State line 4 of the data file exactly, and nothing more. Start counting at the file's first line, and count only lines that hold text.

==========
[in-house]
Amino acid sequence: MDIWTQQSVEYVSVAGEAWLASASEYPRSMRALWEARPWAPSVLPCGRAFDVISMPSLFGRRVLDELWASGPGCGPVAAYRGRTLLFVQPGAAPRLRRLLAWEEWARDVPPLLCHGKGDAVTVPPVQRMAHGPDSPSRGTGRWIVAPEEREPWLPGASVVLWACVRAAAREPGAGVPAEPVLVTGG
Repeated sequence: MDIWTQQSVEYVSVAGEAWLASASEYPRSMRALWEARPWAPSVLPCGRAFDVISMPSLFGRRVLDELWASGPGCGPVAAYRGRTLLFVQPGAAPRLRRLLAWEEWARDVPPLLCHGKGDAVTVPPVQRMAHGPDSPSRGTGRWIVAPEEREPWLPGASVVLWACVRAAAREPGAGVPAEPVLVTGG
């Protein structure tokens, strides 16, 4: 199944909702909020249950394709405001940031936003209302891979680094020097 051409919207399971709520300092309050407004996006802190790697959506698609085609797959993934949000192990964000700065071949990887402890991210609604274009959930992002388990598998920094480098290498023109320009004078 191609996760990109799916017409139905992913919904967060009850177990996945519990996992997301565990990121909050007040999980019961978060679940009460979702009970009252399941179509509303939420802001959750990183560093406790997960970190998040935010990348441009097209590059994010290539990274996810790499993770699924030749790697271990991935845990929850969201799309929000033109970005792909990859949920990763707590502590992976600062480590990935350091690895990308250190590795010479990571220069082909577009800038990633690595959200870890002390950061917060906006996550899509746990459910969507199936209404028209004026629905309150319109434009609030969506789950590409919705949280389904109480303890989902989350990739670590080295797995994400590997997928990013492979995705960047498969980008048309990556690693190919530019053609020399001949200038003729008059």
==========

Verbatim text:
């Protein structure tokens, strides 16, 4: 199944909702909020249950394709405001940031936003209302891979680094020097 051409919207399971709520300092309050407004996006802190790697959506698609085609797959993934949000192990964000700065071949990887402890991210609604274009959930992002388990598998920094480098290498023109320009004078 191609996760990109799916017409139905992913919904967060009850177990996945519990996992997301565990990121909050007040999980019961978060679940009460979702009970009252399941179509509303939420802001959750990183560093406790997960970190998040935010990348441009097209590059994010290539990274996810790499993770699924030749790697271990991935845990929850969201799309929000033109970005792909990859949920990763707590502590992976600062480590990935350091690895990308250190590795010479990571220069082909577009800038990633690595959200870890002390950061917060906006996550899509746990459910969507199936209404028209004026629905309150319109434009609030969506789950590409919705949280389904109480303890989902989350990739670590080295797995994400590997997928990013492979995705960047498969980008048309990556690693190919530019053609020399001949200038003729008059």